Ask Dr. Dan is a blog series that features Dr. Dan Doherty, who since 2004 has been researching Joubert syndrome through the University of Washington Hindbrain Malformation Research Program.
But since this edition focuses on kidney-related questions, Dr. Dan recruited someone well-qualified to help tackle them: Dr. John Sayer, nephrologist and long-time Joubert kidney disease researcher at Newcastle University in the United Kingdom.
The questions below come from the parents of a 9-year-old boy with TMEM67-related Joubert syndrome, who was recently diagnosed with kidney involvement. To submit your questions for a future blog post, email them to firstname.lastname@example.org (be sure to note that your question is for Ask Dr. Dan).
For JS kids, what is the rate of kidney failure, compared to the general population? Is it faster? Our son is at Stage 3 CKD (chronic kidney disease) now. What are the chances of him staying there vs. getting to Stage 5 and needing a transplant?
We don’t have precise data to answer this question. The kidney disease most often associated with TMEM67-related Joubert syndrome is called nephronophthisis. Nephronophthisis is the most common genetic cause of kidney failure within the first three decades of life, so yes it does progress and cause more problems than other types of childhood kidney issues. Typically, in nephronophthisis, kidney scarring occurs and causes reduced kidney function which worsens over time and patients ultimately progress to stage 5 kidney disease (kidney failure). It’s impossible to predict when children will reach stage 5 kidney disease but the average is around 15 years of age, although there is a wide spread from less than 5 years to over 30 years. Your doctor can use blood results to create a plot or graph of kidney function and this can be used to predict progression in a specific patient. Early in the course of kidney trouble, we provide supportive treatments to keep children healthy. Some patients benefit from dietary changes and others need oral medicines for high blood pressure. When the kidneys can no longer keep up with the body’s needs, patients and their families have to decide what kind of treatments make sense in the context of the child’s overall condition. Some families opt for dialysis, a treatment where machines are used to replace the kidney’s usual functions, and often this is used as a bridge to a kidney transplant. Kidney transplantation requires a donated kidney from an immunologically matched living or deceased donor. A comprehensive medical and surgical work up is involved which can take many months.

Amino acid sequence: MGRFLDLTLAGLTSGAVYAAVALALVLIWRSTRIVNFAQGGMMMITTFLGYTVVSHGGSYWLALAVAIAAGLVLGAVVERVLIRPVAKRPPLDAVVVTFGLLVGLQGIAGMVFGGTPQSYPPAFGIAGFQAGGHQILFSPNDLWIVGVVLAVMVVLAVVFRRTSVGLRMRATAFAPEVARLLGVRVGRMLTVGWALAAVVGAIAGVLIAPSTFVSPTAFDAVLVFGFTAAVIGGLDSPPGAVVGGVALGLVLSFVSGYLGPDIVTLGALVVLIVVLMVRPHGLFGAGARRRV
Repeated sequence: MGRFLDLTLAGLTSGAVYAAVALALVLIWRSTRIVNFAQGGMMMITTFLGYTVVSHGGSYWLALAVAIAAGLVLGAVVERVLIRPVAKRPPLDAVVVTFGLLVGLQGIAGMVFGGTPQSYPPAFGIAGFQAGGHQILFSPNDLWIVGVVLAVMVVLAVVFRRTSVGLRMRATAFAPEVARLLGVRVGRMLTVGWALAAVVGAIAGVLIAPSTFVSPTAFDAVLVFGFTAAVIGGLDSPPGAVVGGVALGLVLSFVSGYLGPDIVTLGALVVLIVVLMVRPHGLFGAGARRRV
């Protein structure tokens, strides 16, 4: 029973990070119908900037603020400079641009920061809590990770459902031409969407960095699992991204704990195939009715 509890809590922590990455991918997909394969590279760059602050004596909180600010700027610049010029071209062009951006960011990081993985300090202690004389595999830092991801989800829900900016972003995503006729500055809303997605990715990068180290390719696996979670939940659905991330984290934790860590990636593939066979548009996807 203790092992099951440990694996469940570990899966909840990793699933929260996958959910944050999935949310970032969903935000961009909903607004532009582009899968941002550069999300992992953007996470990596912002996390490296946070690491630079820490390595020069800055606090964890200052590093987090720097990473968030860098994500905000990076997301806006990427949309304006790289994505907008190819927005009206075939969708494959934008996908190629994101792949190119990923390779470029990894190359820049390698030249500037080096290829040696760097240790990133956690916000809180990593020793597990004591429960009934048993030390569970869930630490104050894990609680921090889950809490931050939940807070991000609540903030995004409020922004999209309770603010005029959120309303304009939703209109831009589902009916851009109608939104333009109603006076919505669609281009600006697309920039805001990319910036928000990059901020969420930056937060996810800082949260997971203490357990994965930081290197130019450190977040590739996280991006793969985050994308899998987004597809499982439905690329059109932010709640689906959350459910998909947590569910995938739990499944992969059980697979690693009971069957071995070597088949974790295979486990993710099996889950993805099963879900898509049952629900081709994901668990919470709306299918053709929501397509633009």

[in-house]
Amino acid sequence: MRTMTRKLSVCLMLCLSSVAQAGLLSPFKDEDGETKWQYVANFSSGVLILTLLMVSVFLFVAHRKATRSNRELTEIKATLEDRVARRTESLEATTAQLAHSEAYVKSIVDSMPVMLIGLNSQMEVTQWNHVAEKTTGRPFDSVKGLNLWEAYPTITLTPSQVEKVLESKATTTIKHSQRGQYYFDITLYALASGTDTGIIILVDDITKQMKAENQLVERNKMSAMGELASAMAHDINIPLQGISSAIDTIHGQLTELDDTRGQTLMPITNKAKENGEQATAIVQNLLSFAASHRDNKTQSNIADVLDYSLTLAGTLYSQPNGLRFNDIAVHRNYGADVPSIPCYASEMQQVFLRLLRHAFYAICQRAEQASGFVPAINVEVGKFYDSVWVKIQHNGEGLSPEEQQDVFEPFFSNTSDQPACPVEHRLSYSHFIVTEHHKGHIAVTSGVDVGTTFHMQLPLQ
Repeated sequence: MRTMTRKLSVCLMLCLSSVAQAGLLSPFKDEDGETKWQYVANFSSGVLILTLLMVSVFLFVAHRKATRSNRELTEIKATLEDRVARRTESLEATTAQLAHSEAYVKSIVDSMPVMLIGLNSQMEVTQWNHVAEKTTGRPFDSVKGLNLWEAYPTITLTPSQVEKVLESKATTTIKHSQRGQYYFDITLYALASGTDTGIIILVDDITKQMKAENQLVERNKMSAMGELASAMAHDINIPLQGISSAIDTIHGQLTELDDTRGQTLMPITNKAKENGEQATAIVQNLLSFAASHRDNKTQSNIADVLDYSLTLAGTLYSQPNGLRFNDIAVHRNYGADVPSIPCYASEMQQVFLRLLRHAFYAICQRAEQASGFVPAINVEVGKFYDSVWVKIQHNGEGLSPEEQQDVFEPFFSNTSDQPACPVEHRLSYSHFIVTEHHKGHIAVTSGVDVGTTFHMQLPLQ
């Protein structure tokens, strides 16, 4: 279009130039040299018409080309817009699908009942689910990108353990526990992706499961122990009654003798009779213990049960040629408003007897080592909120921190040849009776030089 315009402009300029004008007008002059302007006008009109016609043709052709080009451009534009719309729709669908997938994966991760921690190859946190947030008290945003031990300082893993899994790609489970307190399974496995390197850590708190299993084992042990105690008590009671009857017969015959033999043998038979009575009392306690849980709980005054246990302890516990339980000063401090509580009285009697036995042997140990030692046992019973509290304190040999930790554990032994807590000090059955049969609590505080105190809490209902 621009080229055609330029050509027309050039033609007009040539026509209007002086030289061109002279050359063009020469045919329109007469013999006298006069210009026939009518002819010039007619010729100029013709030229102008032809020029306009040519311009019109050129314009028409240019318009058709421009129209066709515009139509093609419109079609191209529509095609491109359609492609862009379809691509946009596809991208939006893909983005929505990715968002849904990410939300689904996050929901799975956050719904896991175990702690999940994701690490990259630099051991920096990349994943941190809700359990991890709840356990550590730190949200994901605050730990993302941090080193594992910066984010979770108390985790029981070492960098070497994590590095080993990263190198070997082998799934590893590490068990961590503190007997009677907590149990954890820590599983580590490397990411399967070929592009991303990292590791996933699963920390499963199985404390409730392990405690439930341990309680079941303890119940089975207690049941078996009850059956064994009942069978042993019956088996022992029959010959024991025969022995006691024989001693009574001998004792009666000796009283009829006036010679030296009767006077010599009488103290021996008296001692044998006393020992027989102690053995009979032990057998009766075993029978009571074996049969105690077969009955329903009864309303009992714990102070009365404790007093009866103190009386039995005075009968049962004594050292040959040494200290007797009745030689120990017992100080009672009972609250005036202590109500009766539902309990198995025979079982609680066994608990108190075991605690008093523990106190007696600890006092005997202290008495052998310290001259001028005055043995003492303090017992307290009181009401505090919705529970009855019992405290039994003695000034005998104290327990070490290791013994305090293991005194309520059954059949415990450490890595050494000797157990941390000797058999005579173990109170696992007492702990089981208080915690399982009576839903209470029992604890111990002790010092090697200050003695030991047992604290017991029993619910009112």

For JS kids, how successful are kidney transplants, compared to the general population?
Again, we don’t have a lot of data to answer this question, but in our experience, most kids with JS do as well (or better) than other patients following transplantation. In addition, nephronophthisis, the kidney disease most often seen in JS, does not come back in the transplanted kidney. Our experience is supported by small studies from Japan, although the follow-up time was limited.
What kind of survival rate are we looking at here?
With good medical care, children with nephronophthisis survive a long time, but they are at risk for having complications associated with dialysis and kidney transplant. Kidney dialysis requires lots of medical support and may be complicated by infections and technical problems. Kidney transplantation is complicated by the risk of organ rejection which can occur at any time point, and by the required immunosuppressant medications, which can lead to increased risk of infections and other serious side effects. Some of these complications can result in shortened lifespan. That said, a well-matched kidney in an otherwise healthy recipient is expected to last 15-20 years. Some patients may require 2 or 3 kidney transplants over a lifetime, and some also need dialysis treatment in the time between consecutive kidney transplants.